|Vol. 7, No. 2, 2001 Page 2&3|
Last year, Keith McBurnett et al. reported that in boys, low salivary levels of the hormone cortisol are associated with early-onset and persistent aggression (see related article, Crime Times, 2000, Vol. 6, No. 2, Page 4). A new study reports similar findings, this time for girls with conduct disorder (CD).
Kathleen Pajer and colleagues studied 47 adolescent girls with conduct disorder and 37 control girls, taking three separate measurements of morning plasma cortisol. "Girls with conduct disorder," they say, "had significantly lower cortisol levels than girls in the normal control group at all three sampling times," even when the researchers controlled for age, ethnicity, socioeconomic status, and use of oral contraceptives. The difference between CD girls and controls was substantial, the authors say, and suggests that antisocial girls, like their male counterparts, may suffer from dysregulation of the hypothalamic-pituitary-adrenal axis, which regulates cortisol levels.
The researchers say the low cortisol levels in girls with CD cannot be attributed to other coexisting diagnoses, because antisocial girls with no other psychiatric disorders had the lowest cortisol levels. Thus, they say, low cortisol may be a diagnostic marker for a subtype of girls with conduct disorder.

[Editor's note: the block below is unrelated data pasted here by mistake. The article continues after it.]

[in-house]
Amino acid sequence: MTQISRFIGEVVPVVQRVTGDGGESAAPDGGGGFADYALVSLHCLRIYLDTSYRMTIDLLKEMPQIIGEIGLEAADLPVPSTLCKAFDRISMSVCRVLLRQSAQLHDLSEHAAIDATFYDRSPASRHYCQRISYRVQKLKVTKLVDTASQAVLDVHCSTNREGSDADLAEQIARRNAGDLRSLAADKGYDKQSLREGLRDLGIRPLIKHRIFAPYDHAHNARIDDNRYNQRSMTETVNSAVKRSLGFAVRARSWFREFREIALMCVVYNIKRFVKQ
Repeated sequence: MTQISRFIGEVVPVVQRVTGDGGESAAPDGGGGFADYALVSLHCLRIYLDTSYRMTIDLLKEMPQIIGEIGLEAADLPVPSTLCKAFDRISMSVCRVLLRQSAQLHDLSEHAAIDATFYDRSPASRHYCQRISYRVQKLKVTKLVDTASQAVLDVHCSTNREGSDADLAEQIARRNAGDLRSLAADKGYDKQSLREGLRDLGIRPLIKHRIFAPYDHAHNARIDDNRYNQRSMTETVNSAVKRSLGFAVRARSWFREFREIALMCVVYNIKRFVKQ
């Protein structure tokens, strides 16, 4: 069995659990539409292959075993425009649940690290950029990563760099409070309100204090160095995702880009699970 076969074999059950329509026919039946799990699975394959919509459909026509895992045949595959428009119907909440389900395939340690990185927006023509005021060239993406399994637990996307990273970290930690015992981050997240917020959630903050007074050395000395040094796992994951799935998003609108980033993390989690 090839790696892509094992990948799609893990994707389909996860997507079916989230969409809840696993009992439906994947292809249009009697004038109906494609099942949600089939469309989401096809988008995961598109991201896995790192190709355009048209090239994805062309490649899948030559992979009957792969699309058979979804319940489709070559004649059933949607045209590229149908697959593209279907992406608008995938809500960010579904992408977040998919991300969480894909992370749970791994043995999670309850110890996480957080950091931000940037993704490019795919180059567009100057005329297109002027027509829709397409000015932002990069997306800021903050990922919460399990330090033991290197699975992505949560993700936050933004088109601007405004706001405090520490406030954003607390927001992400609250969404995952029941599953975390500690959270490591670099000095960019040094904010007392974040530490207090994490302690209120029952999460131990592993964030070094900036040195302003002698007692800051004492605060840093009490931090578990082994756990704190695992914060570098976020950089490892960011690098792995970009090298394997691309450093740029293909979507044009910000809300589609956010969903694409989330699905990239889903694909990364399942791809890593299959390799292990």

Pajer et al. note that research into the causes of female conduct disorder is crucial, because nearly 10 percent of girls between the ages of 15 and 17 meet the criteria for CD. Girls diagnosed as antisocial, they note, "become women with rates of criminal behavior up to 40 times greater than other women, a high risk of early mortality, complex psychiatric problems, a high rate of substance abuse, poor adult physical health, and intergenerational transmission of antisocial behavior."
"Decreased cortisol levels in adolescent girls with conduct disorder," Kathleen Pajer, William Gardner, Robert T. Rubin, James Perel, and Stephen Neal, Archives of General Psychiatry, Vol. 58, No. 3, March 2001, pp. 297-302. Address: Kathleen Pajer, Department of Psychiatry, University of Pittsburgh School of Medicine, 3811 O'Hara St., Suite 430, Pittsburgh, PA 15213.